Date of Award

8-2010

Level of Access

Campus-Only Thesis

Degree Name

Master of Science (MS)

Department

Ecology and Environmental Sciences

Advisor

Jasmine Saros

Second Committee Member

Kevin Simon

Third Committee Member

Michael Kinnison

Abstract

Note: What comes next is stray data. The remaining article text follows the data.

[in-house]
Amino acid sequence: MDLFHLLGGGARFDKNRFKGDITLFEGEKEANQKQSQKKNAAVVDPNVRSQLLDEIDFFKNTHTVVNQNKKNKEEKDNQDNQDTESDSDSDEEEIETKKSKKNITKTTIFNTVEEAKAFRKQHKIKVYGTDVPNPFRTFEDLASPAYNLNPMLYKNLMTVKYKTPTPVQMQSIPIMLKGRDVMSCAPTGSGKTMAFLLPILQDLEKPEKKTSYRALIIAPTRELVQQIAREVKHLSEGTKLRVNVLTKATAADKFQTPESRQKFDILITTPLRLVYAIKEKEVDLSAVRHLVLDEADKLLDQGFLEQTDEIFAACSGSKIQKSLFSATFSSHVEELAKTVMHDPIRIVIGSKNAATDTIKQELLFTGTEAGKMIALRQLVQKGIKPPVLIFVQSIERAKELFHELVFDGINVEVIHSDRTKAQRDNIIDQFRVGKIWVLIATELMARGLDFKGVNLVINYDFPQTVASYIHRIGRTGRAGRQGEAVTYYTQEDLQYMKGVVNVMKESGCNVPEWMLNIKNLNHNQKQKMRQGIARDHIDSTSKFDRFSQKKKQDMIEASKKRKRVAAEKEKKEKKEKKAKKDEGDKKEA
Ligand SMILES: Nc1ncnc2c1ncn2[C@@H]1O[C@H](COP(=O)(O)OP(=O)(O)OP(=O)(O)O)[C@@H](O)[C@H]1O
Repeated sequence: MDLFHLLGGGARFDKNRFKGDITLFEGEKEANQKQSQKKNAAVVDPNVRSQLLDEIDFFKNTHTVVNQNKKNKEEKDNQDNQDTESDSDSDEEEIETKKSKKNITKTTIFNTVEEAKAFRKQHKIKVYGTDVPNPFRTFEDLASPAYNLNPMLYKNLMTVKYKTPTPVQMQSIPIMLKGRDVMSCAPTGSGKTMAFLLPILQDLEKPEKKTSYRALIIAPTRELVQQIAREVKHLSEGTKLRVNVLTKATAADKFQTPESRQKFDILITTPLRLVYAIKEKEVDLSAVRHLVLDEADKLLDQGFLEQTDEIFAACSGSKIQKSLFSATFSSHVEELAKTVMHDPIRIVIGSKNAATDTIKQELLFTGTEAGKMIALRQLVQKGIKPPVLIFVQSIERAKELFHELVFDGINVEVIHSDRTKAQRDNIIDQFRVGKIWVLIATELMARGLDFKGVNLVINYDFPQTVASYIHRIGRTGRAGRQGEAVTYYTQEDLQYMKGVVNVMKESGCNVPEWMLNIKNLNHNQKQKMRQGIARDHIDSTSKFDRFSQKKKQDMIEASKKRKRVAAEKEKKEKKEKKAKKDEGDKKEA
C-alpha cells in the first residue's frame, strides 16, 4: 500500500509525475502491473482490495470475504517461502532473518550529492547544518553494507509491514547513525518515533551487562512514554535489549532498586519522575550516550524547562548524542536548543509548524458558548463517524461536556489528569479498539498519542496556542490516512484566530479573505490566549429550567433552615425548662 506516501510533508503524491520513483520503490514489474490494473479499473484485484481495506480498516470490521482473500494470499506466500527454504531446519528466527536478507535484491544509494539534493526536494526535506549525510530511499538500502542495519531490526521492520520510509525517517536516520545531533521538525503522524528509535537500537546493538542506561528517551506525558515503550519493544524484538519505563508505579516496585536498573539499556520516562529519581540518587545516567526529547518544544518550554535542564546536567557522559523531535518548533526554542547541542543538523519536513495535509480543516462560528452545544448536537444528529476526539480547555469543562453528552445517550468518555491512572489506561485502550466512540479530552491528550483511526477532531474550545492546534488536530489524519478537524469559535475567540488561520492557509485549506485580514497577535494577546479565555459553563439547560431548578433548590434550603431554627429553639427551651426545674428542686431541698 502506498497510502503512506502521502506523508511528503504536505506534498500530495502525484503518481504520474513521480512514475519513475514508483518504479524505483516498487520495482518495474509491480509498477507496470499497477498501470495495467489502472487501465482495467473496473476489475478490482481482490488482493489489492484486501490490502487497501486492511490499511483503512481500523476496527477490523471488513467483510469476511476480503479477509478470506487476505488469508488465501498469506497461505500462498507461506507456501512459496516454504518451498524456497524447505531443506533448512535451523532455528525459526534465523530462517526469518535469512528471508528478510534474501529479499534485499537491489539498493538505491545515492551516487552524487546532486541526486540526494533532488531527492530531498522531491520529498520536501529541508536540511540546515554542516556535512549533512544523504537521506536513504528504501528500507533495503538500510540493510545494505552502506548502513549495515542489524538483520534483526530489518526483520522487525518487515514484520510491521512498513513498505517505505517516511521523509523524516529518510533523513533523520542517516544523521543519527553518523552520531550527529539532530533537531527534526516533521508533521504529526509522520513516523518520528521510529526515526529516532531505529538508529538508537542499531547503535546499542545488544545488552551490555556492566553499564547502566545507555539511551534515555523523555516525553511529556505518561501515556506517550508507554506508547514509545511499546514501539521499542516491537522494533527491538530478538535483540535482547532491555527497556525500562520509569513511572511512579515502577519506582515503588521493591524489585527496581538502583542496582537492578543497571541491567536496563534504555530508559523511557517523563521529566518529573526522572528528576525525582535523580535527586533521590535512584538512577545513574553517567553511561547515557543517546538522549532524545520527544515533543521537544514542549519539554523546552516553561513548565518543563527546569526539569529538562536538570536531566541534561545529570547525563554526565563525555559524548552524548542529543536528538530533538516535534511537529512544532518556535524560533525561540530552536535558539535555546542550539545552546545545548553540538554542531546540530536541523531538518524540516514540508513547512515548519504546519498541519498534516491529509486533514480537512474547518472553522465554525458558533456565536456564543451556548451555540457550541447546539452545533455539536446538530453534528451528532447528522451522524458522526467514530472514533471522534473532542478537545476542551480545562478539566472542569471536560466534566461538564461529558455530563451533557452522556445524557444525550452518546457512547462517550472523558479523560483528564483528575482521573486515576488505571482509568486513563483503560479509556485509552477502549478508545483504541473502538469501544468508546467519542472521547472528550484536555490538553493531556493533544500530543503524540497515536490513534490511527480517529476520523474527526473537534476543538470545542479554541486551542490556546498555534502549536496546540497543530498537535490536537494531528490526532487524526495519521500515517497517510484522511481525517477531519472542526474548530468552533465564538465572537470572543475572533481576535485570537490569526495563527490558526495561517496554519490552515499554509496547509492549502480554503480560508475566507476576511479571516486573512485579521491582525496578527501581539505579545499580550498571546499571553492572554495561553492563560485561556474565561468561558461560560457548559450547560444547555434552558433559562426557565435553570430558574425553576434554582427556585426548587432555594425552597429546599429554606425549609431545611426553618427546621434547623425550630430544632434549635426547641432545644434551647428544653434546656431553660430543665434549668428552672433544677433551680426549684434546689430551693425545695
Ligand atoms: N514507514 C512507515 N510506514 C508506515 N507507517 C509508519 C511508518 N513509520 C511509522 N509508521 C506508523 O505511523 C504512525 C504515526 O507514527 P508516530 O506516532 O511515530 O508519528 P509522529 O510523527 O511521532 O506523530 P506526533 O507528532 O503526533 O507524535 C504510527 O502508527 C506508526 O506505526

Introduction and removal of strictly planktivorous fish in lakes can alter plankton communities via cascading interactions in food webs. Less is known about the large-scale and long-term effects of introduction of fish with more generalist feeding habits. Both whole-lake biomanipulation and paleolimnological approaches were used to analyze the responses of plankton communities to the introduction of white perch (Morone americana), a fish that often numerically dominates fish assemblages and switches from strict planktivory to omnivory during ontogeny. In a lake-scale removal of perch from a eutrophic lake, zooplankton body size decreased but there was no cascading effect on the algal community due to the role of "bottom-up" drivers. Paleolimnological analyses of oligotrophic lakes demonstrate an increase in cladoceran body size, inferred from fossil ephippia, and a decrease in algal production, inferred from fossil pigments, following white perch introduction. These results are counter to predictions from a top-down trophic cascade as may be expected from the introduction of strictly planktivorous fish. This study highlights the importance of trophic interactions in structuring lake food webs and the utility of combining approaches that span spatial and temporal scales to investigate complex trophic interactions in lakes.

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